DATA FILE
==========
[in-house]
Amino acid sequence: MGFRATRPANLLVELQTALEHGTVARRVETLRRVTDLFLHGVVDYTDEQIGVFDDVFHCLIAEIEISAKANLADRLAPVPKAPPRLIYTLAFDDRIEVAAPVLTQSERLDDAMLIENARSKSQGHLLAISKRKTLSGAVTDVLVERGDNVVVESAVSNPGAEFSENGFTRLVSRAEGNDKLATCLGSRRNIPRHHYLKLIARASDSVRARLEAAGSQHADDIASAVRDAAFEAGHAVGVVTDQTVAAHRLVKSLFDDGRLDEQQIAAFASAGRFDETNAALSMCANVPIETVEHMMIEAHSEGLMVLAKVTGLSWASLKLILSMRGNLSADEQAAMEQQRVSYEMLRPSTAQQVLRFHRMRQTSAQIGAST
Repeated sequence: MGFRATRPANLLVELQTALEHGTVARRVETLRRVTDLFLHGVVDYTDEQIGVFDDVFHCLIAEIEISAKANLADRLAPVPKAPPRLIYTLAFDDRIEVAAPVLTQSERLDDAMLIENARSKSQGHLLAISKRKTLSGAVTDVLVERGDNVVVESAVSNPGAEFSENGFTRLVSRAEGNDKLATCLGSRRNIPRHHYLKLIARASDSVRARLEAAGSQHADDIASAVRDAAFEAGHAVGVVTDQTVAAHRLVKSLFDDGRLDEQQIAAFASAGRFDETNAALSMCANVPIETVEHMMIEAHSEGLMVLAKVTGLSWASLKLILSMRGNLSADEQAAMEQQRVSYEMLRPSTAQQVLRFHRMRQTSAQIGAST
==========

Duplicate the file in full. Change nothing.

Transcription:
[in-house]
Amino acid sequence: MGFRATRPANLLVELQTALEHGTVARRVETLRRVTDLFLHGVVDYTDEQIGVFDDVFHCLIAEIEISAKANLADRLAPVPKAPPRLIYTLAFDDRIEVAAPVLTQSERLDDAMLIENARSKSQGHLLAISKRKTLSGAVTDVLVERGDNVVVESAVSNPGAEFSENGFTRLVSRAEGNDKLATCLGSRRNIPRHHYLKLIARASDSVRARLEAAGSQHADDIASAVRDAAFEAGHAVGVVTDQTVAAHRLVKSLFDDGRLDEQQIAAFASAGRFDETNAALSMCANVPIETVEHMMIEAHSEGLMVLAKVTGLSWASLKLILSMRGNLSADEQAAMEQQRVSYEMLRPSTAQQVLRFHRMRQTSAQIGAST
Repeated sequence: MGFRATRPANLLVELQTALEHGTVARRVETLRRVTDLFLHGVVDYTDEQIGVFDDVFHCLIAEIEISAKANLADRLAPVPKAPPRLIYTLAFDDRIEVAAPVLTQSERLDDAMLIENARSKSQGHLLAISKRKTLSGAVTDVLVERGDNVVVESAVSNPGAEFSENGFTRLVSRAEGNDKLATCLGSRRNIPRHHYLKLIARASDSVRARLEAAGSQHADDIASAVRDAAFEAGHAVGVVTDQTVAAHRLVKSLFDDGRLDEQQIAAFASAGRFDETNAALSMCANVPIETVEHMMIEAHSEGLMVLAKVTGLSWASLKLILSMRGNLSADEQAAMEQQRVSYEMLRPSTAQQVLRFHRMRQTSAQIGAST